Drilling for Oil in the Arctic National Wildlife Refuge
Richard J. Wiener
To drill or not to drill? That is a question I will not attempt to answer. The answer requires weighing the benefits of 10 billion barrels of oil against the costs of damaging an ecologically significant pristine wilderness. This quandary is part of the much greater problem of supplying energy for an increasing world population while simultaneously limiting environmental degradation to an acceptable level. Ultimately, physical scientists are no better (or worse) prepared to make the value judgments needed to solve this problem than philosophers, artists, economists, theologians, or politicians. But scientists often do have a critical contribution to make by analyzing the factual claims that are made in debates over energy versus the environment.
Thus, I will address one misleading argument that is frequently made by proponents of drilling in ANWR. Proponents often claim that drilling in this great northern wildlife refuge will reduce U.S. dependence on foreign oil. This claim is true in the narrow sense that any additional U.S. oil used to meet a given U.S. demand means that less foreign oil is used to meet that demand. However, even if all the oil from ANWR is consumed domestically, it would only slow the rate of increase of U.S. dependence on foreign oil. Extraction of oil from ANWR cannot reverse the overall downward trend in U.S. oil production, and U.S. dependence on foreign oil will continue to grow unless U.S. demand for oil is substantially reduced. I arrived at this conclusion by making a “back of the envelope” estimate of the effect that drilling in ANWR would have on future U.S. oil production. The remainder of this essay explains how the estimate was made and what it implies.
Hubbert Peak modeling
Hubbert pioneered the idea of using logistic growth to model oil production.1 The logistic growth curve satisfies the logistic differential equation , where Q is the quantity which is growing, P is the derivative of Q, r is the initial rate of growth, and Qtot is the value to which Q is asymptotically growing. Logistic growth is a first approximation to any growth process in which the per capita growth rate, , decreases as Q increases. The logistic differential equation specifies that the per capita growth rate decreases linearly as Q increases. In the case of oil production, P represents the production (e.g. in barrels per year), Q represents the cumulative oil produced, and Qtot represents the total recoverable oil that ultimately will be produced from a reservoir or, more broadly, from an oil producing region. is the logistic growth curve, where tm is the midpoint time at which Q has grown to half its asymptotic value (which is determined by the conditions of the problem). is the logistic production curve. The logistic growth curve has an S-shape with the midpoint time tm corresponding to the inflection point of the S, and the logistic production curve is bell-shaped with the midpoint time tm corresponding to the peak. In 1956 Hubbert fit data for U.S. oil production using a logistic production curve and correctly predicted that U.S. production would peak in 1970. The phenomenon of a peak in oil production in an oil producing region has since come to be known as Hubbert’s Peak.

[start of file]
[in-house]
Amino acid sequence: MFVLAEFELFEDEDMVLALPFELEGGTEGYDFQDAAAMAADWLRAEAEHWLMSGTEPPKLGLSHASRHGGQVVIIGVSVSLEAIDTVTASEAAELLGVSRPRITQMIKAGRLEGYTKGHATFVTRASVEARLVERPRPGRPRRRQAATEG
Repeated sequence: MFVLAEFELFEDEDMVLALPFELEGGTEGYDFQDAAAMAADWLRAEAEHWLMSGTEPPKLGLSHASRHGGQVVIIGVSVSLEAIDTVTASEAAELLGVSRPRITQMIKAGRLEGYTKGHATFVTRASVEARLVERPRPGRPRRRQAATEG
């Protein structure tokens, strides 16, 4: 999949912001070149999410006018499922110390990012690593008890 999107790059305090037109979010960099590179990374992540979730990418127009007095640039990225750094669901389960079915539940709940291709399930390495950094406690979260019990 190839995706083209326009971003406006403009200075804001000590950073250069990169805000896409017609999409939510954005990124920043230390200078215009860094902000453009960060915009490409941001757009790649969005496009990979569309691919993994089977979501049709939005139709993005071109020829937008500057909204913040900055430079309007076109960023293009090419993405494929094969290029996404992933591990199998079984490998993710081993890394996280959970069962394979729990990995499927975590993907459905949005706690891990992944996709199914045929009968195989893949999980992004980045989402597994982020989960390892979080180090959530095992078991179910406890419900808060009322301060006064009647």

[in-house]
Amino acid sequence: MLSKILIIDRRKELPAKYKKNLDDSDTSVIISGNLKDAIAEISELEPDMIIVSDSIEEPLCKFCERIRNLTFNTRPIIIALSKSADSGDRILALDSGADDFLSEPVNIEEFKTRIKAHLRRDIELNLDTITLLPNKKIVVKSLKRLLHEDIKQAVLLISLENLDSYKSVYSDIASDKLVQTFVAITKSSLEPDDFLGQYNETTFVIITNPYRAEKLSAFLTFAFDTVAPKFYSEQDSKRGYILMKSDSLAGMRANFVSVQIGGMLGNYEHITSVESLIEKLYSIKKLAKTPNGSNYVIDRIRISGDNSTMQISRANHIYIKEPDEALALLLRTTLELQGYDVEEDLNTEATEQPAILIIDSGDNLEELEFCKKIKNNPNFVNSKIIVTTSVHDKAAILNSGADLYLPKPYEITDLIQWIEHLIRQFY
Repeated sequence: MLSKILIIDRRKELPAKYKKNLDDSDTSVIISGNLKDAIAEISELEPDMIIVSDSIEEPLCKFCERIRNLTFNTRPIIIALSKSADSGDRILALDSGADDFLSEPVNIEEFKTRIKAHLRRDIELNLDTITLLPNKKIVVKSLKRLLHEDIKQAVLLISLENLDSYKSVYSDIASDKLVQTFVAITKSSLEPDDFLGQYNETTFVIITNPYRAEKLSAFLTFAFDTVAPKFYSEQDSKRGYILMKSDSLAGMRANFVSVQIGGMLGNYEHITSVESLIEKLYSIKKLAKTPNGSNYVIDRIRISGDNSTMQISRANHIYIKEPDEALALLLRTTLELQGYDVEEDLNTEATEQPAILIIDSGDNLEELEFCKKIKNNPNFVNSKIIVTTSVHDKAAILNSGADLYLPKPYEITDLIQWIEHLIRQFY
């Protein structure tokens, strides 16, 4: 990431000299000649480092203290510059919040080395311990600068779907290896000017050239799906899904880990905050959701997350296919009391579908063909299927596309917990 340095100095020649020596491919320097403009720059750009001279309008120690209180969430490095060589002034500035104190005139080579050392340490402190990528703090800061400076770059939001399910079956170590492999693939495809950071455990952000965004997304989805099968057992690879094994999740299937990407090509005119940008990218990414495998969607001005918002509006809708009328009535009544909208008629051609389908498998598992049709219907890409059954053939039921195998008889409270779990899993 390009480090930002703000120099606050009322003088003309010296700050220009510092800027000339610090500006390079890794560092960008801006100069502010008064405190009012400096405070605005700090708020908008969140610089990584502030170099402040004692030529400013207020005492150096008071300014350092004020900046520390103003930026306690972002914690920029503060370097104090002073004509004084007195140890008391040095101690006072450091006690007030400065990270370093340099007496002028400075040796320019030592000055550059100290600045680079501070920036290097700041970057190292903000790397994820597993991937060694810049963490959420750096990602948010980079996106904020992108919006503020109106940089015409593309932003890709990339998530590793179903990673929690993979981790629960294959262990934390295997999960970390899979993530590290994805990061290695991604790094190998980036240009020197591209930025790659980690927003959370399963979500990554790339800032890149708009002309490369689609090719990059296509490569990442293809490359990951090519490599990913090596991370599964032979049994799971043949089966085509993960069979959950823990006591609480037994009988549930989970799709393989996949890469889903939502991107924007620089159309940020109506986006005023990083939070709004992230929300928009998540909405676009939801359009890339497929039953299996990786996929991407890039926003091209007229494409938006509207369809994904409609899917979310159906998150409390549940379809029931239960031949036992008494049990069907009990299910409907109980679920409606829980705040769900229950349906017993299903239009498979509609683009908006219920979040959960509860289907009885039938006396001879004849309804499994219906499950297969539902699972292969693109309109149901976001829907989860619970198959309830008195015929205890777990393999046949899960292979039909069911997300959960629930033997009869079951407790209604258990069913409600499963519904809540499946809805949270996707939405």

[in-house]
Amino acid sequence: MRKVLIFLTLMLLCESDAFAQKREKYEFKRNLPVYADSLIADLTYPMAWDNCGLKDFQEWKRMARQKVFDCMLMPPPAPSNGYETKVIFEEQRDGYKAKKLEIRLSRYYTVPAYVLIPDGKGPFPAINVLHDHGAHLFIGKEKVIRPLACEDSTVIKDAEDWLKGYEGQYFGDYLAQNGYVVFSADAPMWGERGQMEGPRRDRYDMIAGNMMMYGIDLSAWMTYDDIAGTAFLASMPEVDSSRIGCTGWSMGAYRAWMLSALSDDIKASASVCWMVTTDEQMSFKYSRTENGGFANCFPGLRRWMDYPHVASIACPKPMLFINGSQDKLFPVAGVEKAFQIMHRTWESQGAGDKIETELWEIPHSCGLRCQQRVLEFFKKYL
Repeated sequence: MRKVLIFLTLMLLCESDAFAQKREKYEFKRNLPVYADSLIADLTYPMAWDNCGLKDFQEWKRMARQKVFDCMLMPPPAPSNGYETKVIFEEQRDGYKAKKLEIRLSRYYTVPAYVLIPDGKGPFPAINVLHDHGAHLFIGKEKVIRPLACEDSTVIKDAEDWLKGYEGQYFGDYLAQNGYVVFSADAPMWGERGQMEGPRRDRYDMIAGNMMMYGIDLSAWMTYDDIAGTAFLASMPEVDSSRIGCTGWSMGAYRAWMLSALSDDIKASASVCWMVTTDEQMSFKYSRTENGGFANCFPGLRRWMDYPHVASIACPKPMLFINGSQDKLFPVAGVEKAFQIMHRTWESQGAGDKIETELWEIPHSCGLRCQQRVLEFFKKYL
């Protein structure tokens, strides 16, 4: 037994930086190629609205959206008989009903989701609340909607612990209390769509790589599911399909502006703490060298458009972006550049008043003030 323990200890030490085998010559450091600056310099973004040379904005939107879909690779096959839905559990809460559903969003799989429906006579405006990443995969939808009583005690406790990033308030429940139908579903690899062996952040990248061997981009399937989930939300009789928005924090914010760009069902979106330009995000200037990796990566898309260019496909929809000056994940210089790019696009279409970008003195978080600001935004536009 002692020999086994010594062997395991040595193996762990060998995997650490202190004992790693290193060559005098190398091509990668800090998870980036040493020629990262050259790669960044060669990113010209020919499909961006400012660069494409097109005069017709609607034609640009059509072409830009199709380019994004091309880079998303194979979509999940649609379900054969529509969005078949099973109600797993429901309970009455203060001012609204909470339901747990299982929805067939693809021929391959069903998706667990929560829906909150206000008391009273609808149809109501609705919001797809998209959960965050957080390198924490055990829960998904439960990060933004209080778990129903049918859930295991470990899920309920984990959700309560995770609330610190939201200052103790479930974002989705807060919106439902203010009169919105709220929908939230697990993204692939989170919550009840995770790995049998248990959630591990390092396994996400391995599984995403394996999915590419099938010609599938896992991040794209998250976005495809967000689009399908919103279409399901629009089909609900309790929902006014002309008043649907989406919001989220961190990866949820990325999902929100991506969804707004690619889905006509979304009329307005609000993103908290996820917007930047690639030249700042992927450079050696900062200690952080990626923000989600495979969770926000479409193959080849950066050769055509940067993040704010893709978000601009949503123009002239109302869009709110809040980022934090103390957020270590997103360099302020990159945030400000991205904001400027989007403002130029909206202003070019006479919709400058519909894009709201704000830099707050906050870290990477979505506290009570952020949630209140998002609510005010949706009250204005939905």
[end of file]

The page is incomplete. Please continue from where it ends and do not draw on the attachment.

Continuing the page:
There are several ways to justify the use of logistic growth to model oil production. On heuristic grounds, one expects that oil production in an oil producing region will initially grow exponentially, since more wells will be drilled as more oil is produced and the most easily recoverable oil is often produced first. However, since there is a finite quantity of recoverable oil in any region, the production per cumulative production, , will ultimately decline as the cumulative production, Q, grows and the fraction of remaining recoverable oil, , declines. If the relationship between and Q is approximately linear, then the production is well modeled by the logistic production curve. Alternatively, one might consider a physical model for the pressure-driven extraction of oil from a finite reservoir and show that logistic growth arises for plausible conditions under which oil is produced.2 Laherrère has argued that for many countries, and the world as a whole, oil production is better modeled using multiple logistic production curves.3 One must separate production into several cycles with each cycle modeled with its own production curve. Then the overall production is modeled with a sum of the individual curves. The approach can be justified if one considers that many countries have oil regions that are developed at different times.